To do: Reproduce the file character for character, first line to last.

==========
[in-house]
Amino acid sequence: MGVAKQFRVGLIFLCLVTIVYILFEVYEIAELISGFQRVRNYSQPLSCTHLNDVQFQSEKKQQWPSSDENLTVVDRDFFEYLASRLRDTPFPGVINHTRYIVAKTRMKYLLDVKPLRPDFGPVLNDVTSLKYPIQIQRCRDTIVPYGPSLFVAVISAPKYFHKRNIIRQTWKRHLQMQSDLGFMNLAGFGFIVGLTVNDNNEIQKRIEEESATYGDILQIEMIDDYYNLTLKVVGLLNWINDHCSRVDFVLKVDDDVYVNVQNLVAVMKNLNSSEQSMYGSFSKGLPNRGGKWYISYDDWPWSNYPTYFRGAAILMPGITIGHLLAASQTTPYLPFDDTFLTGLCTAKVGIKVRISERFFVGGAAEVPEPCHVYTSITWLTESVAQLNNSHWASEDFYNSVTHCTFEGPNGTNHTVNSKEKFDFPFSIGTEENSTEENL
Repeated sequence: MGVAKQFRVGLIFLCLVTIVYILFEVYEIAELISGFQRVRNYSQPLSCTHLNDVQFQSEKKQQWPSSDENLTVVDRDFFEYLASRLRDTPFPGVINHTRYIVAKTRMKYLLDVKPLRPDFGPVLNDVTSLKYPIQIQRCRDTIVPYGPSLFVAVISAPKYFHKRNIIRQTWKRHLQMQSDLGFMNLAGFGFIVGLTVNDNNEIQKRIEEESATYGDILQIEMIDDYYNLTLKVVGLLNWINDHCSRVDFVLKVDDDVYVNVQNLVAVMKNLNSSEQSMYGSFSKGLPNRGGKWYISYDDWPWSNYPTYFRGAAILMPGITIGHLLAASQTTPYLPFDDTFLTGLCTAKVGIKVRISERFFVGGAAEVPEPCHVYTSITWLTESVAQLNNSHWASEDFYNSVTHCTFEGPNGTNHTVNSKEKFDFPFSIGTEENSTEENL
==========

[in-house]
Amino acid sequence: MGVAKQFRVGLIFLCLVTIVYILFEVYEIAELISGFQRVRNYSQPLSCTHLNDVQFQSEKKQQWPSSDENLTVVDRDFFEYLASRLRDTPFPGVINHTRYIVAKTRMKYLLDVKPLRPDFGPVLNDVTSLKYPIQIQRCRDTIVPYGPSLFVAVISAPKYFHKRNIIRQTWKRHLQMQSDLGFMNLAGFGFIVGLTVNDNNEIQKRIEEESATYGDILQIEMIDDYYNLTLKVVGLLNWINDHCSRVDFVLKVDDDVYVNVQNLVAVMKNLNSSEQSMYGSFSKGLPNRGGKWYISYDDWPWSNYPTYFRGAAILMPGITIGHLLAASQTTPYLPFDDTFLTGLCTAKVGIKVRISERFFVGGAAEVPEPCHVYTSITWLTESVAQLNNSHWASEDFYNSVTHCTFEGPNGTNHTVNSKEKFDFPFSIGTEENSTEENL
Repeated sequence: MGVAKQFRVGLIFLCLVTIVYILFEVYEIAELISGFQRVRNYSQPLSCTHLNDVQFQSEKKQQWPSSDENLTVVDRDFFEYLASRLRDTPFPGVINHTRYIVAKTRMKYLLDVKPLRPDFGPVLNDVTSLKYPIQIQRCRDTIVPYGPSLFVAVISAPKYFHKRNIIRQTWKRHLQMQSDLGFMNLAGFGFIVGLTVNDNNEIQKRIEEESATYGDILQIEMIDDYYNLTLKVVGLLNWINDHCSRVDFVLKVDDDVYVNVQNLVAVMKNLNSSEQSMYGSFSKGLPNRGGKWYISYDDWPWSNYPTYFRGAAILMPGITIGHLLAASQTTPYLPFDDTFLTGLCTAKVGIKVRISERFFVGGAAEVPEPCHVYTSITWLTESVAQLNNSHWASEDFYNSVTHCTFEGPNGTNHTVNSKEKFDFPFSIGTEENSTEENL